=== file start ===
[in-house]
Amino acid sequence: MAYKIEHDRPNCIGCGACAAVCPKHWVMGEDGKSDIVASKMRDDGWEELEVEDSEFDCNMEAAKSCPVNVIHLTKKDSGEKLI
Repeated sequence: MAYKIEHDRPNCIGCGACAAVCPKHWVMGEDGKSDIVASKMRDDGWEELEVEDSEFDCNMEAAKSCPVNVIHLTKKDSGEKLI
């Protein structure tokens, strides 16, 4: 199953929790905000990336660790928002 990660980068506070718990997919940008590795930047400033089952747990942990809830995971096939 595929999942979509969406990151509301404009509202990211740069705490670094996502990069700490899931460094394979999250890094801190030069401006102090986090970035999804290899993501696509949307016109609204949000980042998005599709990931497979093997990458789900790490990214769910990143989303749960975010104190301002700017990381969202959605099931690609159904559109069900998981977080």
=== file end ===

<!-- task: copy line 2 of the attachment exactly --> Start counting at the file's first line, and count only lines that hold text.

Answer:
Amino acid sequence: MAYKIEHDRPNCIGCGACAAVCPKHWVMGEDGKSDIVASKMRDDGWEELEVEDSEFDCNMEAAKSCPVNVIHLTKKDSGEKLI